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The Verge Review of Animals: the star-nosed mole

This column is part of a series where Verge staffers post highly subjective reviews of animals. Up until now, we’ve written about animals without telling you whether they suck or rule. We are now rectifying this oversight.

The star-nosed mole is an under-appreciated wonder. Although its snout is widely considered one of the world’s most sensitive sensory organs, most humans are repulsed by the 22 tentacle-like “rays” that adorn its lovely little nose. And that’s damn shame.

Consider this: the star-nosed mole’s snout contains about 30,000 dome-shaped structures that contain nerve endings, called Eismer’s organs. That’s almost double the amount of touch fibers contained in a single human hand. And the hand comparison is apt; the “star” portion of the moles’ snout is used for touching — not smelling. Its precision is so great that this functionally blind mammal’s ability to feel its way around its underground environment has been likened to our sense of sight. In essence, the star-nose mole “sees” through touch.

And this process happens fast; star-nosed moles touch their noses to the ground around 10 to 15 times per second. Just look at this critter feel its way around a tunnel:



(National Geographic)

One of the main functions of the organ is to help the moles catch prey items, which they can gobble up in as little as 120 milliseconds. Because of this, they hold the Guinness World Record for the fastest mammalian eater.



Star-nosed moles’ diet consist mainly of worms, insects, small amphibians, and fish. That last prey item might come as a surprise, but most of these critters live in the wetlands of Canada and the Eastern US, and they have no problem swimming to catch food. In fact, they’ve developed a way to smell underwater. By blowing air bubbles onto objects and then sticking their noses in them, they can detect prey.



(Arkive)

But their snout doesn’t just help them catch food. It also doubles as a shovel, helping them push through soil.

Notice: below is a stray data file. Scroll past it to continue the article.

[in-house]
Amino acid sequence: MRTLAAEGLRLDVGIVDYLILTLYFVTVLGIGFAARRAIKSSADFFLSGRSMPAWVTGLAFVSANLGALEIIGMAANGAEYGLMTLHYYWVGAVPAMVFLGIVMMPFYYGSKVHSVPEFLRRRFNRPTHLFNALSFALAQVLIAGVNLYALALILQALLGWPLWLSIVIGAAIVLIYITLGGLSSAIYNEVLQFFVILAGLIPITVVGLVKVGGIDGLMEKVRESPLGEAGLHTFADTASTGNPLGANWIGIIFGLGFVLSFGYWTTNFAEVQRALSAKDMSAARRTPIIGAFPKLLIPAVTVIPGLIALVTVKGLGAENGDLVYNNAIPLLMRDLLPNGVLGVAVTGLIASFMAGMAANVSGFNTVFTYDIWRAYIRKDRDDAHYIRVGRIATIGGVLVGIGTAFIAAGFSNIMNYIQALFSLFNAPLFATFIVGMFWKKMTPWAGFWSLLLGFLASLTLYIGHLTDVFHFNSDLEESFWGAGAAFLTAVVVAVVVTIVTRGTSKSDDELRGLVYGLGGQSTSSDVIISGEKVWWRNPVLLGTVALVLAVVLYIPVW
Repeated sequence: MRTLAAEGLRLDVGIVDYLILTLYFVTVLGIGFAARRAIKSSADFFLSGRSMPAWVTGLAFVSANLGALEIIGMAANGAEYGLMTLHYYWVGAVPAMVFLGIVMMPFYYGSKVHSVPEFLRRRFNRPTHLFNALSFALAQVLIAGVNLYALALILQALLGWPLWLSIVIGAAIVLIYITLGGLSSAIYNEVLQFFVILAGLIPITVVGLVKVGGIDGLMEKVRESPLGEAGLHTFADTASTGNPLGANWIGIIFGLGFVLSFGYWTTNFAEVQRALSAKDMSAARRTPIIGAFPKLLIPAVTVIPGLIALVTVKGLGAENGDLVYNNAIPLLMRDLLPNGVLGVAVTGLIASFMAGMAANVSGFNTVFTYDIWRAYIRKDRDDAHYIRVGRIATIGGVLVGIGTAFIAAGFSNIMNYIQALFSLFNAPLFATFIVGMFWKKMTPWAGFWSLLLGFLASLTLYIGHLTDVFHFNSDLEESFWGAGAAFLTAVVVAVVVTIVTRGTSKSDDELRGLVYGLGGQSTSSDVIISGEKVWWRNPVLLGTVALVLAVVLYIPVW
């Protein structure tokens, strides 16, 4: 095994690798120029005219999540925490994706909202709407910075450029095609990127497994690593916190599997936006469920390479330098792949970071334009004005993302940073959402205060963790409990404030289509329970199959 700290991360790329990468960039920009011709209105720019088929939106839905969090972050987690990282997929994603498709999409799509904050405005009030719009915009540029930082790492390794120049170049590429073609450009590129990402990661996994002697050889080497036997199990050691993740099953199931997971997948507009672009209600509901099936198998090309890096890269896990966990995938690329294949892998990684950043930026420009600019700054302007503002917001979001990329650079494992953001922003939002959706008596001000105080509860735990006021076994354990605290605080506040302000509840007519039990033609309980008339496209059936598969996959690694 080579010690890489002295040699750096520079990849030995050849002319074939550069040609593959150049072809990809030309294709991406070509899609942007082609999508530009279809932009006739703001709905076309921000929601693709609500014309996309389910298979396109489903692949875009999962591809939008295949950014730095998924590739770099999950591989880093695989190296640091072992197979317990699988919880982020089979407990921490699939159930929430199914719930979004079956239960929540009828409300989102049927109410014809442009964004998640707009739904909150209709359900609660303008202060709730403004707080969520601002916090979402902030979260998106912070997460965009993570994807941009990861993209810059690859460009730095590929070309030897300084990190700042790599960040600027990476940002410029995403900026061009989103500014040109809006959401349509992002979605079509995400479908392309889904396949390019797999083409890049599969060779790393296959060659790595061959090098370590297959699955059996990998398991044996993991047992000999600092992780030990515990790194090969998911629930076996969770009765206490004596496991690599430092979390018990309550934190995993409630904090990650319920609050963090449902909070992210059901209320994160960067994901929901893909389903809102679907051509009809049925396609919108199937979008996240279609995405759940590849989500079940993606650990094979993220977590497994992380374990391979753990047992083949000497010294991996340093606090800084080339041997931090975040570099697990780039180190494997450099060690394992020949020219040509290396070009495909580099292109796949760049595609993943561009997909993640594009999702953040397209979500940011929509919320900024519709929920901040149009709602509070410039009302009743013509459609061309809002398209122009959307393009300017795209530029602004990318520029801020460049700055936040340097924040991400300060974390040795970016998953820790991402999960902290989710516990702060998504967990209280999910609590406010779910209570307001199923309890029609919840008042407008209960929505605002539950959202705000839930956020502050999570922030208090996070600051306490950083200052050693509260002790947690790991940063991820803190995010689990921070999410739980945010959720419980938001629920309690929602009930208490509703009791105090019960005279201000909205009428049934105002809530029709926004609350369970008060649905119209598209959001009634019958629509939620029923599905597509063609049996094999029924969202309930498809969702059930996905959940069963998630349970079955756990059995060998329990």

There’s more to these little guys than their noses, however. Despite being about the size of a hamster, star-nosed moles are strong. With their paws, they can tunnel through soil at a rate of up to eight feet per hour. And when star-nosed moles get scared, they can run at a speed of about five miles per hour.

Their swimming abilities are less impressive. Star-nosed moles can only stay underwater for about 10 seconds before surfacing for air. Still, it’s nice to see them navigate underwater. Here’s one swimming under ice:



Little is known about the star-nosed mole’s social life. Scientists think they’re monogamous for one breeding season, but their social organization isn’t well understood. They’re active both during the day and the night, and they catch up on sleep whenever they can. They also have large ear canals, but when they’re held in captivity, they don’t make much sound, so it’s not clear how they communicate with each other. It’s possible that they use various glands to produce chemical cues that can signal to other moles — but that’s a mystery. Still, being able to smell underwater and “see” things with “fingers” that protrude from their snouts make the star-nosed mole a winner in my book.

If you aren’t convinced of the star-nosed mole’s value by now, then you may never see the light (hah). But that doesn’t mean I’m not going to try to convince you one last time. Here, for your viewing pleasure, is a picture of the star-nosed mole babies. If that isn’t adorable enough for you, then I truly cannot help you.


Picture of three star-nosed mole babies in straw

(gordonramsaysubmissions)


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